I have never seen a watch like this before. Sure, it looks like a watch I have seen before, but when you take a closer look you realize that this isn't your average calendar watch. This particular watch is called the Moongarden and it is a new addition to the Bohème, Montblanc's collection for women. What makes this watch so different you ask? Well I will get to that in a bit, but first a little background on Montblanc and their women's watches.
Montblanc was founded in 1906 in Hamburg, Germany, as a pen-making company. In 1988 it became part of the Richemont group and then later in 1997 it began making watches in Le Locle, Switzerland. However, it wasn’t until 2008 when the brand began creating their own in-house movements with the caliber MB R100. With each year, Montblanc has pushed the boundaries with innovative, well-made designs that are reasonably priced (see the Meisterstück Heritage Perpetual Calendar for $13,000). This continues to be a running theme with every watch produced and with former Vacheron Constantin CEO Jerome Lambert at the helm the brand seems to be plowing full steam ahead.
The same principles are also applied to Montblanc's women’s watches. All are well produced with interesting functions whether it be a simple date-only stainless steel watch for $3,000 or a ladies perpetual calendar watch (approximately $19,900). The Bohème Collection is dedicated to female collectors and caters to their interest in complications while keeping the design flirtatious.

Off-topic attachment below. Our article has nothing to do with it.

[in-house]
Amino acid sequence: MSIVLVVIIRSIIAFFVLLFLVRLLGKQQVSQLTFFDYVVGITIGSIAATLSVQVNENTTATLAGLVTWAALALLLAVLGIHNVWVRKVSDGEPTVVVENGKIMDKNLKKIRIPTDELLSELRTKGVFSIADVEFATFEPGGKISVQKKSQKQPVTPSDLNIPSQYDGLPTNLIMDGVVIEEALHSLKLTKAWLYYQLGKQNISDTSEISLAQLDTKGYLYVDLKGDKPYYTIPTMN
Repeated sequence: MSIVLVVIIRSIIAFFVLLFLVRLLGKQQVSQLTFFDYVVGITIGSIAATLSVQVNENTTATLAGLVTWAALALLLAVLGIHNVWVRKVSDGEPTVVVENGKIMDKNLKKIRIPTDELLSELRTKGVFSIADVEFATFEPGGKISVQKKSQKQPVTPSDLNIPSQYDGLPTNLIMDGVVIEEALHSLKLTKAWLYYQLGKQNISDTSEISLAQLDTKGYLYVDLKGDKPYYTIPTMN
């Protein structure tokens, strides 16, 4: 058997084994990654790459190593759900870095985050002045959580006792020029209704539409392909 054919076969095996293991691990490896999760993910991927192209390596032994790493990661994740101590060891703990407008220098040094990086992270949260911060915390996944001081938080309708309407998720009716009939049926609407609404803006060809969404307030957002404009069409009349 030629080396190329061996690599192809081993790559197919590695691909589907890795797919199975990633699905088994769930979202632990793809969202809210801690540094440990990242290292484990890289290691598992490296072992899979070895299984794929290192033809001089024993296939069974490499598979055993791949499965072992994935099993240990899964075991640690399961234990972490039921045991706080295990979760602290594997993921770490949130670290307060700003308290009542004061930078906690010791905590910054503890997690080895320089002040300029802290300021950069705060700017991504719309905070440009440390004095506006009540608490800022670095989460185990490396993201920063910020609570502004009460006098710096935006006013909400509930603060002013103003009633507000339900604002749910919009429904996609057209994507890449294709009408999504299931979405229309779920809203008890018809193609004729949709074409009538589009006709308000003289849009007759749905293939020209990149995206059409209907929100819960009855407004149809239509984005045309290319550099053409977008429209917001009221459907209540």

Part of this year’s addition to the Bohème Collection is the Moongarden, pictured here. The classic round stainless steel case is 36 mm in diameter and 10.74 mm thick. The lugs are straight and angled, and the very small onion crown is an interesting choice as you don't see it often on a woman's watch. I love that there is a sapphire crystal case back exposing the the automatic caliber MB 29.17 and knife-sharp rotor.
The silvered dial displays the time with Arabic numerals (with a hint of Breguet) at the quarter hours. For the remainder of the indexes, small diamonds are used, which are reminiscent of an afterthought (when it comes to diamonds, I always say go big or go home). The center round of the dial is a sunburst guilloché with two separate apertures – one for the moon-phases, and a second a crescent-form aperture exposing the months. However, this is where it gets interesting – the months are not the regular old calendar months. No, no. These months are symbolic expressions – "Rose Moon," "Hunter Moon," "Harvest Moon," etc. – rooted in ancient culture.
In case you were unfamiliar with the names of the ancient lunar months (as I was), they are as follows: Ice moon (January), Snow Moon (February), Chaste Moon (March), Seed Moon (April), Bright Moon (May), Dyan Moon (June), Rose Moon (July), Red Moon (August), Fruit Moon (September), Harvest Moon (October), Hunter Moon (November), and Oak Moon (December). All of these (minus the word “moon”) are inscribed on the rotating disk.
Overall, this is a very interesting watch in the sense that it is not a complication you often (or ever) see. I can’t say that I would personally use this complication, as I think that the most practical complications are day, date, and month display. However, I laud Montblanc for continuing to design and build aesthetically pleasing and unusual women’s watches and look forward to what they come up with next.
For more information, visit Montblanc.com.